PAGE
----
This Week In Rock History July 1 – July 7
The Answer to this Week’s Question: Ray Charles’ performance at the Newport Jazz Festival is recorded for a live album: July 5th, 1958.
Be sure to check out other cool things that happened this week on “This Week In Rock!”
BORN THIS WEEK IN ROCK HISTORY
Thomas Dorsey: July 1, 1899 (“the father of black gospel music”)
Willie Dixon: July 1, 1915 (blues composer and musician)
James Cotton: July 1, 1935 (blues harmonica player)
Dan “Elwood J. Blues” Aykroyd: July 1, 1952 (backing vocals and harmonica, The Blues Brothers)
Roy “The Professor” Bittan: July 2, 1949 (piano and keys, The E Street Band)
Paul Barrere: July 3, 1948 (guitar, Little Feat)
Andy Fraser: July 3, 1952 (bass, John Mayall’s Bluesbreakers & Free)
Dave Rowberry: July 4, 1940 (keyboards, The Animals)
Alan Wilson: July 4, 1943 (guitar, vocals, harmonica, Canned Heat)
Jeremy Spencer: July 4, 1948 (guitar, Fleetwood Mac)
Robbie Robertson: July 5, 1943 (guitar, The Band)
Michael Monarch: July 5, 1950 (guitar, Steppenwolf)
Michael Shrieve: July 6, 1949 (drums, Santana)
Richard “Ringo Starr” Starkey: July 7th, 1940 (drums, The Beatles)
DIED THIS WEEK IN ROCK HISTORY
Rushton Moreve: July 1, 1981 (bass, Steppenwolf)
Ray Brown: July 2, 2002 (jazz bassist)
Brian Jones: July 3rd, 1969 (guitar, The Rolling Stones)
Jim Morrison: July 3rd, 1971 (vocals, The Doors)
Louis Armstrong: July 6, 1971 (jazz trumpet and vocals)
Skip Battin: July 6, 2003 (bass, The Byrds, New Riders of the Purple Sage, Flying Burrito Brothers)
Syd Barrett: July 7th, 2006 (vocals, guitar, Pink Floyd)
MUSIC RELEASES AND THE TOP OF THE CHARTS
The Jefferson Airplane’s “White Rabbit” enters the charts: July 1, 1967
Jethro Tull’s “Aqualung” gets Gold July 1, 1971
“The Ballad of John and Yoko” hits #8 July 3, 1969
Ray Charles, releases “Ray Charles” July 3rd, 1957
The Beach Boys make a hit single with “I Get Around” July 4, 1964
“Live At The Apollo” by James Brown goes to #2 in US July 6, 1963
Queen’s first single, “Keep Yourself Alive” is released July 6th, 1973
Paul McCartney releases “Live And Let Die” July 7, 1973.
THIS WEEK IN ROCK HISTORY
Jimi Hendrix’ Electric Lady Studios in New York is opened for the first time at 52 West 8th Street in New York City’s Greenwich Village. Before he died, Hendrix had only recorded in the new studio for four weeks. Some notable artists who have recorded at the studio include John Lennon, Bob Dylan, Kiss, and AC/DC: July 1, 1970
Sgt. Pepper’s Lonely-Hearts Club Band hits #1 on the charts. The album would remain there for 15 weeks! Time Magazine labeled this astonishing record, “a historic departure in the progress of music,” and it would go on to win the Grammy award for Album of the Year, the first rock album ever to do so: July: 1, 1967
The Band’s debut album, Music From Big Pink, is released: July 1, 1968.
Sony debuts the first portable music device, the Walkman: July 1, 1979.
James (Jimi) Hendrix receives an honorary discharge from the army after breaking his ankle during a jump with the 101st Airborne. It is his 26th parachute jump. He never jumped again: July 2nd, 1962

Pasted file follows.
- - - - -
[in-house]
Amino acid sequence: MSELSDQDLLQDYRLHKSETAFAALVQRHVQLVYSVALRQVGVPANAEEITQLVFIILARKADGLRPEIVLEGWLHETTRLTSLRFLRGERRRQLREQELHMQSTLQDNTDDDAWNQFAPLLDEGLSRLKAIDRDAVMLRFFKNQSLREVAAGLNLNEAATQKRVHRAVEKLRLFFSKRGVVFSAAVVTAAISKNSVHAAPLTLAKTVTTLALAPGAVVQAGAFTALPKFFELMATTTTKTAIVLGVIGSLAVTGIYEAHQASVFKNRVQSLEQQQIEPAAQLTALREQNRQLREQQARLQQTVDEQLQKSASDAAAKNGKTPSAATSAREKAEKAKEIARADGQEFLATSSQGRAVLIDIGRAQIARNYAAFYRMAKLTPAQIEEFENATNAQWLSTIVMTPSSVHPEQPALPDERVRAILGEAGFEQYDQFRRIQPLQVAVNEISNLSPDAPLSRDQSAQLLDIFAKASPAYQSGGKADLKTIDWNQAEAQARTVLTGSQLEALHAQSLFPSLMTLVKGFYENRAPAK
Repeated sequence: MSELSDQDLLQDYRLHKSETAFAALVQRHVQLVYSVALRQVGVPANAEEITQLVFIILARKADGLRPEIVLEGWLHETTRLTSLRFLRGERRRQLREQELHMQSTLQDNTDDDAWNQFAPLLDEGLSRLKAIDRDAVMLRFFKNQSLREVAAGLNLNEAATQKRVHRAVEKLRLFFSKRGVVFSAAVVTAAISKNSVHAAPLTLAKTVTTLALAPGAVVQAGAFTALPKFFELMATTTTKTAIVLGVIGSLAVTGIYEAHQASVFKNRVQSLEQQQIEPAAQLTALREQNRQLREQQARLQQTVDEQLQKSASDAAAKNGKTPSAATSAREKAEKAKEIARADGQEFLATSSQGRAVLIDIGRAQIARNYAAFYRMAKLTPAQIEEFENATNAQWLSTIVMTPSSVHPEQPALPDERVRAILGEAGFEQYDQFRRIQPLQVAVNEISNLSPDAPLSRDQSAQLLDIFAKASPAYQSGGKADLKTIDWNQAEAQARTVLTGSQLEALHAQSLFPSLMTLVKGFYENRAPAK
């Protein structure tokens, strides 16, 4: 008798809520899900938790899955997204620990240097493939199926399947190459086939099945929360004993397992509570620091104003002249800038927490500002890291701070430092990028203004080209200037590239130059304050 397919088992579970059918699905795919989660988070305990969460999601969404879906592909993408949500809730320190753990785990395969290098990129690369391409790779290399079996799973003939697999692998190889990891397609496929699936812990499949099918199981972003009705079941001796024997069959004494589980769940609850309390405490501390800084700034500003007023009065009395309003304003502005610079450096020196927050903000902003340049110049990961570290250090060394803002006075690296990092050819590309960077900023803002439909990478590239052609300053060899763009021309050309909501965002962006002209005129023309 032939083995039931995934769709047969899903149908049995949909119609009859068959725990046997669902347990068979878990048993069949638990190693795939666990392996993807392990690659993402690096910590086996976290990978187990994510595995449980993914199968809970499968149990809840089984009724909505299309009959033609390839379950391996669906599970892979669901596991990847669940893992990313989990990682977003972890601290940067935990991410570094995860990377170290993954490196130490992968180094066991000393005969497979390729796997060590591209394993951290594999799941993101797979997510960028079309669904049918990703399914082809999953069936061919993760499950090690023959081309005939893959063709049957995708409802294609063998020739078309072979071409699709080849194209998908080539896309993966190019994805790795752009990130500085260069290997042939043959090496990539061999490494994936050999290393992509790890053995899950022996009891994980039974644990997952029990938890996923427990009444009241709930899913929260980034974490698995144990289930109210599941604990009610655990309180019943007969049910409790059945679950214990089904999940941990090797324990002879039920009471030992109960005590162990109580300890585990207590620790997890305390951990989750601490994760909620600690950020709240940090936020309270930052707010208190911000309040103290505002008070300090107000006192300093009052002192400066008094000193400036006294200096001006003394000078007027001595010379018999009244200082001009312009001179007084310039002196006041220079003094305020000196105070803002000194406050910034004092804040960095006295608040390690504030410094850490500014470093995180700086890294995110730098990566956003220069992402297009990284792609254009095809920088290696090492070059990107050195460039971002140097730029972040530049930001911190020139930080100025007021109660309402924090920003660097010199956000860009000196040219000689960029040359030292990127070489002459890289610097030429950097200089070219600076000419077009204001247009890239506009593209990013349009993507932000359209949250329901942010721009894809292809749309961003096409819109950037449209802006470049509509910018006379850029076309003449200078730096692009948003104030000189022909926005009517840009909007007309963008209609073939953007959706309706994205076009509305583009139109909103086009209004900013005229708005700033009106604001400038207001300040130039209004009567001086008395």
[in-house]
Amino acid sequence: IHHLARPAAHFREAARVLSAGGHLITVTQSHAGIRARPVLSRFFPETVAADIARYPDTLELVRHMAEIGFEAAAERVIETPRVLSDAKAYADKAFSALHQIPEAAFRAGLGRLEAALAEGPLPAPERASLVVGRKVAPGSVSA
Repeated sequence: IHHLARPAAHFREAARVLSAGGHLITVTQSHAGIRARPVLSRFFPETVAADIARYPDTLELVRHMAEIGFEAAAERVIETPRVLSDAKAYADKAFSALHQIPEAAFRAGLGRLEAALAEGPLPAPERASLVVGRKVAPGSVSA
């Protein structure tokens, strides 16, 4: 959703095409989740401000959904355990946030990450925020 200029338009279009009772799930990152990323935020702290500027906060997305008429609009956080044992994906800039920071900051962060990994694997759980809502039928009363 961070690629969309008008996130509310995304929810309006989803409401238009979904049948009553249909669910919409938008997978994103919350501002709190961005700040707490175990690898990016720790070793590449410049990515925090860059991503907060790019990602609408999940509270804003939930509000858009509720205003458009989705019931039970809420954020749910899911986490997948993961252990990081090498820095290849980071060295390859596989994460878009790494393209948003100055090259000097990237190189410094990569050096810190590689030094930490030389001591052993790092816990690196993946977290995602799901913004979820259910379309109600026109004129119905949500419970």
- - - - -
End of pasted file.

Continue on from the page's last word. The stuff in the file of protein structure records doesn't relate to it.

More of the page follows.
The Lion Hotel in Warrington England hosts a gig by David Bowie and the Lower Third as well as The Powerhouse featuring Eric Clapton, Jack Bruce, Steve Winwood, and Paul Jones. David Bowie’s group made £30 for the job: July 2nd, 1966.
The Beatles record “Her Majesty” and 15 takes of “Golden Slumbers” and “Carry That Weight” at Abbey Road Studios. John Lennon is not present for these Abbey Road sessions, however, as he is recovering from a car accident the previous day in Scotland: July 2nd, 1969.
Noel Redding and Mitch Mitchell quit the Jimi Hendrix Experience.The band started playing together in 1966 and released three studio albums during the period in which they were together. The band is inducted into the Rock and Roll Hall of Fame in 1992: July 2, 1969
Brian Wilson performs with the Beach Boys for the first time in 12 years: July 2, 1976
The Live 8 concerts are held simultaneously all over the world to benefit impoverished African nations, featuring performances by Stevie Wonder, Elton John, Brian Wilson, Chuck Berry, Neil Young, Paul McCartney, The Who, and a reunited Pink Floyd, among dozens of others. The short Pink Floyd set is particularly outstanding – David Gilmour and Roger Waters sound amazing together. The set consisted of “Breathe,” “Money,” “Wish You Were Here,” and “Comfortably Numb.” We highly encourage you to watch the video of the performance! July 2nd, 2005
The US Newport Jazz festival, a four-day event in Newport, Rhode Island, boasts a pretty damn good lineup, including Led Zeppelin, The Buddy Guy Blues Band, Jethro Tull, James Brown, Johnny Winter, Jeff Beck, and Sly and the Family Stone. They just don’t make ’em like they used to! July 3, 1969
Rolling Stone bassist Bill Wyman actually becomes the first Stone to get a solo #1 when his single “(Si Si) Je Suis Un Rock Star” tops the UK charts: July 3rd, 1981
Sir Elton John is the first performer granted an honorary Doctorate from England’s Royal Academy of Music: July 3rd, 2002
Ray Charles’ performance at the Newport Jazz Festival was recorded for a live album: July 5th, 1958
The Rolling Stones gave a free concert for 250,000 fans in London’s Hyde Park to introduce Mick Taylor as their new guitarist: July 5th, 1969.
John Lennon and Paul McCartney are introduced to each other. July 6th, 1957
The Jacksons began their Victory Tour in Kansas City, MO: July 6th, 1984
Led Zeppelin plays their final live concert in West Berlin. This just so happened to be the twelfth anniversary of when the Yardbirds broke up: July 7, 1980
Ozzy Osbourne becomes the first artist honored on a Hollywood-style Walk of Fame in Birmingham, England: July 7, 2007
That’s it for “This Week In Rock!” Be sure to check back next week for more Week In Rock tidbits!